Whitfield, Lee, ‘The French Military under Female Fire: The Public Opinion Campaign and Justice in the Case of Djamila Boupacha, 1960-2’, Contemporary French civilization. ISSN: 0147-9156 , 20 (1996), 76-90.

 

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 Week 7: Childhood and Race

Key readings

 Questions to Consider

1. Why has childhood been so important in the making of racial categories?

2. To the extent that childhood and race were especially important for colonial regimes, what similarities and differences do you see across different colonial times and places?

3. What is the significance of emotion for understanding histories of race and childhood?

4. How does a focus on childhood make particular demands of how we understand race, class and gender?

5. What methodological problems and possibilities arise when we try to research and write about histories of childhood and race?
Key readings

Case records from the South African Children’s Welfare Act (1913), supplied

Christine Firpo and Margaret Jacobs, ‘Taking Children, Ruling Colonies: Child Removal and Colonial Subjugation in Australia, Canada, French Indochina and the United States, 1870-1950s’, Journal of World History, 29, 4 (2018), 529-562


Additional reading

Allen, Margaret, ‘The Deluded White Woman and the Expatriation of the White Child’ in Katherine Ellinghaus, Jane Carey and Leigh Boucher, eds., Re-Orientating Whiteness (Palgrave Macmillan, 2009)

Jordanna Bailkin, ‘The Postcolonial Family? West African Children, Private Fostering and the State’, Journal of Modern History, 81, 1 (2009)

Lucy Bland, Britain’s Brown Babies: The Stories of Children Born to Black GIs and White Women in the Second World War (Manchester, 2019)

Lucy Bland, 'Interracial Relationships and the "Brown Baby Question": Black GIs, White British Women and their Mixed Race Offspring in World War 11', Journal of the History of Sexuality, 26, 3 (2017)

Ellen Boucher, Empire’s Children: Child Emigration, Welfare and the Decline of the British World (Cambridge, 2014)

Laura Briggs, Somebody’s Children: The Politics of Transnational and Transracial Adoption (Duke, 2012)

Linda Chisholm, ‘Class, Colour and Gender in Child Welfare in South Africa, 1902-1918’, South African Historical Journal, 23 (1990)

Antoniette Errante, ‘White Skin, Many Masks: Colonial Schooling, Race and National Consciousness among White Settler Children in Mozambique, 1934-1974’, The International Journal of African Historical Studies, 36, 1 (2003)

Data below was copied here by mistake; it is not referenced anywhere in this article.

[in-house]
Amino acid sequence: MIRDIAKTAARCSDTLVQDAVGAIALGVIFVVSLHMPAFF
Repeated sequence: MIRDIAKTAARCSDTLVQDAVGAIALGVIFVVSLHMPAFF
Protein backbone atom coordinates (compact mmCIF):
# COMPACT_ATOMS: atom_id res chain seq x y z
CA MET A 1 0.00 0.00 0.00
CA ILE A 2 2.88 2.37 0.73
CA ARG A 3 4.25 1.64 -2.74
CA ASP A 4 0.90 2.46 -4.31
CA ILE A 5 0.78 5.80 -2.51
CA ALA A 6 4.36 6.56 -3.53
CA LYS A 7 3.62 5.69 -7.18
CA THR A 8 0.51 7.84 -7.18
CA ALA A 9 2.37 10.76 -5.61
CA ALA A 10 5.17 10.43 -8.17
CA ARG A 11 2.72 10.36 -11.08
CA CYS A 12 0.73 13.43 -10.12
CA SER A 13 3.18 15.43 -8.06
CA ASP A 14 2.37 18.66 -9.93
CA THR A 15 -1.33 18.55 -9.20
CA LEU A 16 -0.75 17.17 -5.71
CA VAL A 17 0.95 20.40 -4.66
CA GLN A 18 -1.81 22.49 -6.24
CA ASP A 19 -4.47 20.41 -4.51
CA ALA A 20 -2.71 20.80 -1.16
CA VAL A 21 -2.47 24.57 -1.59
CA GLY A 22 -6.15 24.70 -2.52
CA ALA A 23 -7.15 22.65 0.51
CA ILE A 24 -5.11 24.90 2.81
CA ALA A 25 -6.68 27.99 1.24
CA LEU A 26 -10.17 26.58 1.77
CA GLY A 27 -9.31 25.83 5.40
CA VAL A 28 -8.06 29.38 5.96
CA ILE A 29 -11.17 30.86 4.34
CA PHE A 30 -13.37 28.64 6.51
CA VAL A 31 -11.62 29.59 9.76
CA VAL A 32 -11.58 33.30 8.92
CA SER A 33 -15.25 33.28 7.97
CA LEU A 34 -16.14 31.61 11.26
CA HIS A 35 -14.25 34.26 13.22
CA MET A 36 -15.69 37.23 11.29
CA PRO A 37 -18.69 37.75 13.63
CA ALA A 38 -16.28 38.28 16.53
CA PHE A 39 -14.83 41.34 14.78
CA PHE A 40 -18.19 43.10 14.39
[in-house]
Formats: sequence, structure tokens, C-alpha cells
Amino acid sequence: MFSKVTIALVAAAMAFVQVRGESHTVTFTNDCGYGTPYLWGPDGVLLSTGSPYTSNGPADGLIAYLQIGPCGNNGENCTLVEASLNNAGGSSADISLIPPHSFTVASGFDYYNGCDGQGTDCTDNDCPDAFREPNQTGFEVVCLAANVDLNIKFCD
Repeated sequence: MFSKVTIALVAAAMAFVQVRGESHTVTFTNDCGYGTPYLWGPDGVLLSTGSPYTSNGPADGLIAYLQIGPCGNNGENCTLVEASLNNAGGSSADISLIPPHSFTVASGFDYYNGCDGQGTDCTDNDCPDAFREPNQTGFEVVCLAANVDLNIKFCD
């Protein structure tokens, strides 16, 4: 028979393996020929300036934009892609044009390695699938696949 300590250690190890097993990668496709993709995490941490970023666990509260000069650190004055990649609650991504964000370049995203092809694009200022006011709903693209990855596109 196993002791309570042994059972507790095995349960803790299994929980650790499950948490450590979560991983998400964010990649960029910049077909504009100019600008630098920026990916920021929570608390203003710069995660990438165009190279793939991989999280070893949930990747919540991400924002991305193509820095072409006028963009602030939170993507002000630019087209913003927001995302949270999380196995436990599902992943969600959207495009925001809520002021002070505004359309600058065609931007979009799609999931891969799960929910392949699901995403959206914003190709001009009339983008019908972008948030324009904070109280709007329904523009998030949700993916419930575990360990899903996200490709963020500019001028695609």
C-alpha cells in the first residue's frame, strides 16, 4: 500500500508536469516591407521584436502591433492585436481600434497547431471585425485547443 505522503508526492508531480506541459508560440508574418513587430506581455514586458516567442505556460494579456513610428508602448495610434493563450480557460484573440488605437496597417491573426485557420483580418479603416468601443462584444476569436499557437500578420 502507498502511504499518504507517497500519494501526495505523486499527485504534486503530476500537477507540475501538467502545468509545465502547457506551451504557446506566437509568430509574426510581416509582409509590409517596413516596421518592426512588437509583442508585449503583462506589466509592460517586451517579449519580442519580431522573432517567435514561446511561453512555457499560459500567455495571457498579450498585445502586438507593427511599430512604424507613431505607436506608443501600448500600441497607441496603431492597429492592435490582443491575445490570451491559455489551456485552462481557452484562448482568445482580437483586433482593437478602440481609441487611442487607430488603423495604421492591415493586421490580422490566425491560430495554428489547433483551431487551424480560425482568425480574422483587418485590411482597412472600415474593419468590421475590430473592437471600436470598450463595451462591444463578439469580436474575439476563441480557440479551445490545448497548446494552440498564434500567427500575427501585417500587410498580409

Christina Firpo, ‘Crises of Whiteness and Empire in Colonial Indochina: The Removal of Eurasian Children from the Vietnamese Milieu, 1890-1956’, Journal of Social History, 43, 3 (2010)

Christina Firpo, The Uprooted: Race, Children and Imperialism in French Indochina, 1890-1980 (2016)

Linda Gordon, The Great Arizona Orphan Abduction (Harvard, 1999)

Nancy Rose Hunt, ‘“Le bébé en brousse”: European Women, African Birth Spacing and Colonial Intervention in Breast Feeding in the Belgian Congo’ in Ann Stoler and Fred Cooper, eds., Tensions of Empire: Colonial Cultures in a Bourgeois World (Berkeley, 1997)

Will Jackson ‘An Unmistakable Trace of Colour: Racializing Children in Segregation-era Cape Town’, Past and Present 238, 1 (2018)

Margaret Jacobs, White Mother to a Dark Race: Settler Colonialism, Materialism and the Removal of Indigenous Children in the American West and Australia, 1880-1940 (2009)

Daniel Livesey, Children of Uncertain Fortune: Mixed Race Jamaicans in Britain and the Atlantic Family, 1733-1833 (Chapel Hill, 2017)

Susan Pedersen, ‘The Maternalist Moment in British Colonial Policy: The Controversy over ‘Child Slavery’ in Hong Kong,1917-1941’,Past and Present, 171,1 (2001)

Peter Robb, ‘Children, Emotion, Identity and Empire: Views from the Blechynden’s Calcutta Diaries (1790-1822), Modern Asian Studies, 15 (2006)

Sébastien Roux, ‘The Colour of Family Happiness: Adoption and the Racial Distribution of Children in Contemporary France’, Social Anthropology, 25 (4), 2017, 509-524

Emanuelle Saada, Empire’s Children: Race, Filiation and Citizenship in the French Colonies, trans. Arthur Goldhamme (Chicago, 2012,)

Satadru Sen, Colonial Childhoods: The Juvenile Periphery of India, 1850-1945 (2005)

Jerome Teelucksingh, ‘The “Invisible Child” in British West Indian Slavery’, Slavery and Abolition, 27 (2006)

Kathleen Vongsathorn, ‘ “A Real Home”: Children, Family, Mission and the Negotiation of Life at the Kumi Children’s Leper Home in Colonial Uganda, Journal of the History of Childhood and Youth, 8, 1 (2015)

Owen White, Children of the French Empire: Miscegenation and Colonial Society in French West Africa, 1895-1960 (Oxford, 1999)

 

 

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Week 8: Negotiating Collaboration and Resistance

Questions to Consider:

How did Vietnamese perceptions of race shape encounters of colonialism and interactions with France during early twentieth century Vietnam?
• How did Vietnamese perceptions of Vietnam's history and culture condition responses to colonial rule?